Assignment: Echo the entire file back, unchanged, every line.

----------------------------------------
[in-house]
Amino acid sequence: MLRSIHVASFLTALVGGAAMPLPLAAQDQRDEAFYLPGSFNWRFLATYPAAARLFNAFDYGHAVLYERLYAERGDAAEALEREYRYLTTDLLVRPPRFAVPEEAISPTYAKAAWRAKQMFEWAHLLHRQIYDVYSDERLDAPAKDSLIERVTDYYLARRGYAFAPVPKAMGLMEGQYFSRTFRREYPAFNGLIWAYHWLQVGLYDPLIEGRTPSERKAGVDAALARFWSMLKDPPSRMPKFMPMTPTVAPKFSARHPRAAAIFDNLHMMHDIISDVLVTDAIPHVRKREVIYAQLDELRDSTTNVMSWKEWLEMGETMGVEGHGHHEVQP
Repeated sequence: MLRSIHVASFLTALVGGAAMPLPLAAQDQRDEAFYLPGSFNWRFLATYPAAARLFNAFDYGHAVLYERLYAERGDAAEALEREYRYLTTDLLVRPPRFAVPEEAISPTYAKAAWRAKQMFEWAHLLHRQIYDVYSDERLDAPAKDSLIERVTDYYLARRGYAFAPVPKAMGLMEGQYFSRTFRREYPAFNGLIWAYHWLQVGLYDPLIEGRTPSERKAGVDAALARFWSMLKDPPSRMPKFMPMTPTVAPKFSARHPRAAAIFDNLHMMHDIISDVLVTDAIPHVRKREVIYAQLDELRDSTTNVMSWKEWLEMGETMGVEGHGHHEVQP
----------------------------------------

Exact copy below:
[in-house]
Amino acid sequence: MLRSIHVASFLTALVGGAAMPLPLAAQDQRDEAFYLPGSFNWRFLATYPAAARLFNAFDYGHAVLYERLYAERGDAAEALEREYRYLTTDLLVRPPRFAVPEEAISPTYAKAAWRAKQMFEWAHLLHRQIYDVYSDERLDAPAKDSLIERVTDYYLARRGYAFAPVPKAMGLMEGQYFSRTFRREYPAFNGLIWAYHWLQVGLYDPLIEGRTPSERKAGVDAALARFWSMLKDPPSRMPKFMPMTPTVAPKFSARHPRAAAIFDNLHMMHDIISDVLVTDAIPHVRKREVIYAQLDELRDSTTNVMSWKEWLEMGETMGVEGHGHHEVQP
Repeated sequence: MLRSIHVASFLTALVGGAAMPLPLAAQDQRDEAFYLPGSFNWRFLATYPAAARLFNAFDYGHAVLYERLYAERGDAAEALEREYRYLTTDLLVRPPRFAVPEEAISPTYAKAAWRAKQMFEWAHLLHRQIYDVYSDERLDAPAKDSLIERVTDYYLARRGYAFAPVPKAMGLMEGQYFSRTFRREYPAFNGLIWAYHWLQVGLYDPLIEGRTPSERKAGVDAALARFWSMLKDPPSRMPKFMPMTPTVAPKFSARHPRAAAIFDNLHMMHDIISDVLVTDAIPHVRKREVIYAQLDELRDSTTNVMSWKEWLEMGETMGVEGHGHHEVQP